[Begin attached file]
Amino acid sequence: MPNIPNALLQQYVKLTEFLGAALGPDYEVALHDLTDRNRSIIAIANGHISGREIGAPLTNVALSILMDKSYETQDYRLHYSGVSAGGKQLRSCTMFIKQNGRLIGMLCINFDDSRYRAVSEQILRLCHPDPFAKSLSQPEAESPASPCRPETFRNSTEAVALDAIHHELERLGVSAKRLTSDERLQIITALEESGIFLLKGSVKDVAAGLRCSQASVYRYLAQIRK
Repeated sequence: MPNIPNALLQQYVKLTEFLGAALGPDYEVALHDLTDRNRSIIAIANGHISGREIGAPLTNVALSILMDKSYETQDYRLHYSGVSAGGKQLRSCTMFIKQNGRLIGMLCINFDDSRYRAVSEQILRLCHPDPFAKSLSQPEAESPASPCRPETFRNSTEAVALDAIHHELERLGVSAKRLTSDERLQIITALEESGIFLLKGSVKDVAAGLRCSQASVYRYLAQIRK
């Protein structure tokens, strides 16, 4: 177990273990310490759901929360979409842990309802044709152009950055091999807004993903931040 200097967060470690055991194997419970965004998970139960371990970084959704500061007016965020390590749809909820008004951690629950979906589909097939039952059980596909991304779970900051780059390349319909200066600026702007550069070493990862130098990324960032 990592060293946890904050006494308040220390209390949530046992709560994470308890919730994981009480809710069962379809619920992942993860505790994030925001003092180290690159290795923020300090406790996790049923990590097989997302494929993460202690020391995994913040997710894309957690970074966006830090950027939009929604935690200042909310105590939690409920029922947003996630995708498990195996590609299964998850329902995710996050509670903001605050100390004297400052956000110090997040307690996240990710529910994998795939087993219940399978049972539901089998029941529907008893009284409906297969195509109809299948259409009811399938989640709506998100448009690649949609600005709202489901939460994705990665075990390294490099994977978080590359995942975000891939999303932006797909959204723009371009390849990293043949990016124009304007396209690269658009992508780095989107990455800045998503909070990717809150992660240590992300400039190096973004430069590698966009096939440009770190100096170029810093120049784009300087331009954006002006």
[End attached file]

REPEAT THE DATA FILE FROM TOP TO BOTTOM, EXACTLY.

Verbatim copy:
Amino acid sequence: MPNIPNALLQQYVKLTEFLGAALGPDYEVALHDLTDRNRSIIAIANGHISGREIGAPLTNVALSILMDKSYETQDYRLHYSGVSAGGKQLRSCTMFIKQNGRLIGMLCINFDDSRYRAVSEQILRLCHPDPFAKSLSQPEAESPASPCRPETFRNSTEAVALDAIHHELERLGVSAKRLTSDERLQIITALEESGIFLLKGSVKDVAAGLRCSQASVYRYLAQIRK
Repeated sequence: MPNIPNALLQQYVKLTEFLGAALGPDYEVALHDLTDRNRSIIAIANGHISGREIGAPLTNVALSILMDKSYETQDYRLHYSGVSAGGKQLRSCTMFIKQNGRLIGMLCINFDDSRYRAVSEQILRLCHPDPFAKSLSQPEAESPASPCRPETFRNSTEAVALDAIHHELERLGVSAKRLTSDERLQIITALEESGIFLLKGSVKDVAAGLRCSQASVYRYLAQIRK
């Protein structure tokens, strides 16, 4: 177990273990310490759901929360979409842990309802044709152009950055091999807004993903931040 200097967060470690055991194997419970965004998970139960371990970084959704500061007016965020390590749809909820008004951690629950979906589909097939039952059980596909991304779970900051780059390349319909200066600026702007550069070493990862130098990324960032 990592060293946890904050006494308040220390209390949530046992709560994470308890919730994981009480809710069962379809619920992942993860505790994030925001003092180290690159290795923020300090406790996790049923990590097989997302494929993460202690020391995994913040997710894309957690970074966006830090950027939009929604935690200042909310105590939690409920029922947003996630995708498990195996590609299964998850329902995710996050509670903001605050100390004297400052956000110090997040307690996240990710529910994998795939087993219940399978049972539901089998029941529907008893009284409906297969195509109809299948259409009811399938989640709506998100448009690649949609600005709202489901939460994705990665075990390294490099994977978080590359995942975000891939999303932006797909959204723009371009390849990293043949990016124009304007396209690269658009992508780095989107990455800045998503909070990717809150992660240590992300400039190096973004430069590698966009096939440009770190100096170029810093120049784009300087331009954006002006």